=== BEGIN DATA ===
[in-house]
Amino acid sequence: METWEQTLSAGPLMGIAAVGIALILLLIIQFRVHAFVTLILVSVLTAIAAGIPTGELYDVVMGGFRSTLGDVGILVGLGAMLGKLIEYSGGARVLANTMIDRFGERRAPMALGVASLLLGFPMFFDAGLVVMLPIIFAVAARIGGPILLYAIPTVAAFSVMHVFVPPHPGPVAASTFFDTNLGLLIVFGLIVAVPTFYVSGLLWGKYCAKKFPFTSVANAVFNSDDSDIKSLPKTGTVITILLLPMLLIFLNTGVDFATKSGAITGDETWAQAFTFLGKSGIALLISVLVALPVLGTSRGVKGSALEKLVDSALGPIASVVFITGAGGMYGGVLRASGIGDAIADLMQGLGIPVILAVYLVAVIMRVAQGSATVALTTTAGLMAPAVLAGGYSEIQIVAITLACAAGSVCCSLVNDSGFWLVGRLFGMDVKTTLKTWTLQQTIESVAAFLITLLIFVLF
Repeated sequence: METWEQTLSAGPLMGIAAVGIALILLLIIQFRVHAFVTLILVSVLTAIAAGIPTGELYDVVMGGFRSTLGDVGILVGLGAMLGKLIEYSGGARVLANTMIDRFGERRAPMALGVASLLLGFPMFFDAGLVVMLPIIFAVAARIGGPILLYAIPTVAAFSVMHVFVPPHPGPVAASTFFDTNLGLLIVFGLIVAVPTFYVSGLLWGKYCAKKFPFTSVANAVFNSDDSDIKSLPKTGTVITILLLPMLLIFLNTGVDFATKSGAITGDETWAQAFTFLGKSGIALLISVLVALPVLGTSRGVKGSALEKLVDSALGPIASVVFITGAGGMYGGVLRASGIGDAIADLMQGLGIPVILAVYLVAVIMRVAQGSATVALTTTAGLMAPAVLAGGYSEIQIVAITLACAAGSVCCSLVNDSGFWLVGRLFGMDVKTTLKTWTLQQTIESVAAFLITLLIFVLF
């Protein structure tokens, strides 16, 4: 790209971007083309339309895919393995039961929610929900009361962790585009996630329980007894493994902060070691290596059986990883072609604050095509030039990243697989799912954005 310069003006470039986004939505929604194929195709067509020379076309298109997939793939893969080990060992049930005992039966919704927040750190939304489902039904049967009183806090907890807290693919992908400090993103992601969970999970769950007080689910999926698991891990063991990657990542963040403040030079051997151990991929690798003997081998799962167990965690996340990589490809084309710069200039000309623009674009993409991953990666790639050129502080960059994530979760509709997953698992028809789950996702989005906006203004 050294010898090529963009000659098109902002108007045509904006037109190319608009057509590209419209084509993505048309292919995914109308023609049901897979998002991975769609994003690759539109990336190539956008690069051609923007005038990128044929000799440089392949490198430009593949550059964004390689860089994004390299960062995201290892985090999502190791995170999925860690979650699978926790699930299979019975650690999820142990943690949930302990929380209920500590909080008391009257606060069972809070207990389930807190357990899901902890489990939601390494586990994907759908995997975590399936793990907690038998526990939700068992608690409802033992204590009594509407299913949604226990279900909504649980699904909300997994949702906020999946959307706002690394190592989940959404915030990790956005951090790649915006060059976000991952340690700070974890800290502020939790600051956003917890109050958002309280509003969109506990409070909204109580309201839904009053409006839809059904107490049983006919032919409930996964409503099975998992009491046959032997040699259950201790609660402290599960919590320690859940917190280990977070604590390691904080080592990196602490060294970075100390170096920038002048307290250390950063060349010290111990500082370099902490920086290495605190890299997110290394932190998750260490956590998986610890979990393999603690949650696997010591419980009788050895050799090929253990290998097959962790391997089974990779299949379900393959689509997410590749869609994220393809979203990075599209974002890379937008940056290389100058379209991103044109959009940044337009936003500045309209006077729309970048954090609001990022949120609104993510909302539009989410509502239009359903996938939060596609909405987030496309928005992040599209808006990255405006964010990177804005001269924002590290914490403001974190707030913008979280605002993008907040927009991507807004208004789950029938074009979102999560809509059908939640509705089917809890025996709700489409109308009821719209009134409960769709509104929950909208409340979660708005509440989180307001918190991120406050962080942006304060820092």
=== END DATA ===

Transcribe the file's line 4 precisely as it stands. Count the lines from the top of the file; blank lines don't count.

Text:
């Protein structure tokens, strides 16, 4: 790209971007083309339309895919393995039961929610929900009361962790585009996630329980007894493994902060070691290596059986990883072609604050095509030039990243697989799912954005 310069003006470039986004939505929604194929195709067509020379076309298109997939793939893969080990060992049930005992039966919704927040750190939304489902039904049967009183806090907890807290693919992908400090993103992601969970999970769950007080689910999926698991891990063991990657990542963040403040030079051997151990991929690798003997081998799962167990965690996340990589490809084309710069200039000309623009674009993409991953990666790639050129502080960059994530979760509709997953698992028809789950996702989005906006203004 050294010898090529963009000659098109902002108007045509904006037109190319608009057509590209419209084509993505048309292919995914109308023609049901897979998002991975769609994003690759539109990336190539956008690069051609923007005038990128044929000799440089392949490198430009593949550059964004390689860089994004390299960062995201290892985090999502190791995170999925860690979650699978926790699930299979019975650690999820142990943690949930302990929380209920500590909080008391009257606060069972809070207990389930807190357990899901902890489990939601390494586990994907759908995997975590399936793990907690038998526990939700068992608690409802033992204590009594509407299913949604226990279900909504649980699904909300997994949702906020999946959307706002690394190592989940959404915030990790956005951090790649915006060059976000991952340690700070974890800290502020939790600051956003917890109050958002309280509003969109506990409070909204109580309201839904009053409006839809059904107490049983006919032919409930996964409503099975998992009491046959032997040699259950201790609660402290599960919590320690859940917190280990977070604590390691904080080592990196602490060294970075100390170096920038002048307290250390950063060349010290111990500082370099902490920086290495605190890299997110290394932190998750260490956590998986610890979990393999603690949650696997010591419980009788050895050799090929253990290998097959962790391997089974990779299949379900393959689509997410590749869609994220393809979203990075599209974002890379937008940056290389100058379209991103044109959009940044337009936003500045309209006077729309970048954090609001990022949120609104993510909302539009989410509502239009359903996938939060596609909405987030496309928005992040599209808006990255405006964010990177804005001269924002590290914490403001974190707030913008979280605002993008907040927009991507807004208004789950029938074009979102999560809509059908939640509705089917809890025996709700489409109308009821719209009134409960769709509104929950909208409340979660708005509440989180307001918190991120406050962080942006304060820092």